Seven years after its establishment, the German Jordanian University (GJU) is looking to become financially independent soon and upgrade its admission criteria, according to GJU President Labib Al Khadra.
In a recent interview with The Jordan Times, he said the GJU seeks to stand on its own feet by 2014 and stop receiving any support from the government.
Khadra explained that tuition fees will help the university cover its operational expenses as they are higher than other public universities.
During the establishment phase, “we calculated the fees that a student should pay to cover the cost, and based on that we decided on the tuition”, he said, adding that the annual fees currently stand at around JD3,000.
Khadra said the GJU will always maintain a high standard in terms of the programmes it provides and the quality of students, by accepting high school graduates based on their abilities and not just their Tawjihi grade, which is used as a basic criterion for admission in other universities in the Kingdom.
He noted that although the GJU is a public university, students have to apply to it directly and not through the Unified Admission Committee.
“Those wishing to join the university should sit for an admission exam in the subject they want to study and their Tawjihi grades must be a minimum of 75 per cent,” Khadra said, adding that the minimum average for admission might be raised to 80 per cent for those who do their Tawjihi in Jordan, and 95 per cent for foreign students and Jordanians who graduate from high schools in other countries.
He noted that there are 2,800 students in the university currently, while 250 have already graduated and some are pursuing their higher education in the US and UK.
Many graduates managed to find jobs in the companies that they trained with in Germany, as GJU students have to study and train for one academic year in Germany, according to Khadra.
“Some German companies that have investments in the region prefer to hire employees locally… We contacted them, and they employed some of the university graduates,” he noted, adding that the university is studying the possibility of introducing a master's in railway engineering.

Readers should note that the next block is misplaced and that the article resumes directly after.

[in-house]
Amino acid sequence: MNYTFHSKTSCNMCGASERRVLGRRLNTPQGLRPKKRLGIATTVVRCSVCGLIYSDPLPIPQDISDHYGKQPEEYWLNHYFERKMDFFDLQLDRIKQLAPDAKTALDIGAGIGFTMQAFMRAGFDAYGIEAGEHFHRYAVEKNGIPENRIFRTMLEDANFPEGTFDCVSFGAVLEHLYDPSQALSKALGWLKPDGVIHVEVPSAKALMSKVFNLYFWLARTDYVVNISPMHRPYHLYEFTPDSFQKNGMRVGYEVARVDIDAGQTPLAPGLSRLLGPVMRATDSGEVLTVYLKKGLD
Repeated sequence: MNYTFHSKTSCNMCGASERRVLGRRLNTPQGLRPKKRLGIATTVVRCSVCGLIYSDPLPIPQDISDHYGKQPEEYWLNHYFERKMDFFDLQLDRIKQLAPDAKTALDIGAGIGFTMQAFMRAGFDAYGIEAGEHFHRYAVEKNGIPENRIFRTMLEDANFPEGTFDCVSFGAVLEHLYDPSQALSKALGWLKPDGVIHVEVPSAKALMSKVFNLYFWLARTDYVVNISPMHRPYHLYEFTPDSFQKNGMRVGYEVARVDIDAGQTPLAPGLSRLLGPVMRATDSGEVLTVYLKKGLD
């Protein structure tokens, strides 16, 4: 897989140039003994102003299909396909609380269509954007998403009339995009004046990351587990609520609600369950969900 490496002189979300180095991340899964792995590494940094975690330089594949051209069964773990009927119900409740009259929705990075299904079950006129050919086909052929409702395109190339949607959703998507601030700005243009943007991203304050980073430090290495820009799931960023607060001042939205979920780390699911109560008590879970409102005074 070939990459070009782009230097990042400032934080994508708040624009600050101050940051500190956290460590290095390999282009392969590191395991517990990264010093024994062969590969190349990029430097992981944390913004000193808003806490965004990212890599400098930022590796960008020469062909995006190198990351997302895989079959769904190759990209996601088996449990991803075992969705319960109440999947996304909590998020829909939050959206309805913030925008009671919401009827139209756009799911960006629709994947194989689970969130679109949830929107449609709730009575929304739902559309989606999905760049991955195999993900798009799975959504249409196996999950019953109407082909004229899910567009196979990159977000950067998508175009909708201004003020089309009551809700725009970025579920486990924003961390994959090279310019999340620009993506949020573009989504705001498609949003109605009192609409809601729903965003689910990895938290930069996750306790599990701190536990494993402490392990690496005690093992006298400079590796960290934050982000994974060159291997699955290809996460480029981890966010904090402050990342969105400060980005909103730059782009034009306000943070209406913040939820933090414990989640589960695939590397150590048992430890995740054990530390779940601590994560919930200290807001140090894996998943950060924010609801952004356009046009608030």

In addition, GJU seeks to encourage scientific research among students, Khadra said, noting that the permanent campus being built in Mushaqar in Madaba, which will be ready by the 2011/2012 academic year, is equipped with laboratories.
“In three years, we will stop introducing new undergraduate programmes. Instead we will have master programmes to encourage scientific research,” he said.
Violence free campus
The GJU is one of a few Jordanian universities that has not witnessed any campus violence, which has risen in both state-run and private universities over the past few years.
Khadra attributed this state of affairs to the fact that GJU students are engaged in a full programme which keeps them busy with academic activities.
In addition, “we are in direct contact with our students and always listen to their demands”, he said.
Moreover, the current faculty-student ratio in GJU is 1:15, according to Khadra, who added that the university has provided postgraduate scholarships to 50 students.
The GJU was founded in 2005 by a Royal Decree, in accordance with a memorandum of understanding reached between the Ministry of Higher Education and Scientific Research and Germany's federal ministry of education and research.
It is modelled on German universities of applied sciences, characterised by their focus on putting knowledge into practice and promoting knowledge transfer, according to GJU.
Subjects taught at the university include energy, water and environment, and maintenance engineering, as well as international accounting and translation.
During a visit to Germany last November, His Majesty King Abdullah described the university as successful joint project between Jordan and Germany.
“I am very encouraged with the level of cooperation and especially successful joint projects, such as the German Jordanian University,” the King said in a meeting with German Chancellor Angela Merkel.